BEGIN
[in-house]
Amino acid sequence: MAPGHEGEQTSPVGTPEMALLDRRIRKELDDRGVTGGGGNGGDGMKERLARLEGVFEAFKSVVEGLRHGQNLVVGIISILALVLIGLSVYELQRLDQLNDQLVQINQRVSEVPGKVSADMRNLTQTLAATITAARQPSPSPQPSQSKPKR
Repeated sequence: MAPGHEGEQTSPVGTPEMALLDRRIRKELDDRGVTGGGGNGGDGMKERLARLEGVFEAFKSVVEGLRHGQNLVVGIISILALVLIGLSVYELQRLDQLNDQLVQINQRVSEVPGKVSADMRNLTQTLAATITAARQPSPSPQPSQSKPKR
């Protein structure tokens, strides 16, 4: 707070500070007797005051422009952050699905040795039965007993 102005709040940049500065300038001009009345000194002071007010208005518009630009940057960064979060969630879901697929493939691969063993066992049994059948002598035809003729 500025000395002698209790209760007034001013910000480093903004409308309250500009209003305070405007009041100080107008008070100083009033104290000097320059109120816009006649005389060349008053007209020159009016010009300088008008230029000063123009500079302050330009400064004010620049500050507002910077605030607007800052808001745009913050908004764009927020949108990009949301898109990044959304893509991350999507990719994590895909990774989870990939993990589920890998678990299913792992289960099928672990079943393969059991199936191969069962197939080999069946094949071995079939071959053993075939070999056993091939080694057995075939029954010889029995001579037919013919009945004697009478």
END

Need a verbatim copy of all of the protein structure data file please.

[in-house]
Amino acid sequence: MAPGHEGEQTSPVGTPEMALLDRRIRKELDDRGVTGGGGNGGDGMKERLARLEGVFEAFKSVVEGLRHGQNLVVGIISILALVLIGLSVYELQRLDQLNDQLVQINQRVSEVPGKVSADMRNLTQTLAATITAARQPSPSPQPSQSKPKR
Repeated sequence: MAPGHEGEQTSPVGTPEMALLDRRIRKELDDRGVTGGGGNGGDGMKERLARLEGVFEAFKSVVEGLRHGQNLVVGIISILALVLIGLSVYELQRLDQLNDQLVQINQRVSEVPGKVSADMRNLTQTLAATITAARQPSPSPQPSQSKPKR
């Protein structure tokens, strides 16, 4: 707070500070007797005051422009952050699905040795039965007993 102005709040940049500065300038001009009345000194002071007010208005518009630009940057960064979060969630879901697929493939691969063993066992049994059948002598035809003729 500025000395002698209790209760007034001013910000480093903004409308309250500009209003305070405007009041100080107008008070100083009033104290000097320059109120816009006649005389060349008053007209020159009016010009300088008008230029000063123009500079302050330009400064004010620049500050507002910077605030607007800052808001745009913050908004764009927020949108990009949301898109990044959304893509991350999507990719994590895909990774989870990939993990589920890998678990299913792992289960099928672990079943393969059991199936191969069962197939080999069946094949071995079939071959053993075939070999056993091939080694057995075939029954010889029995001579037919013919009945004697009478």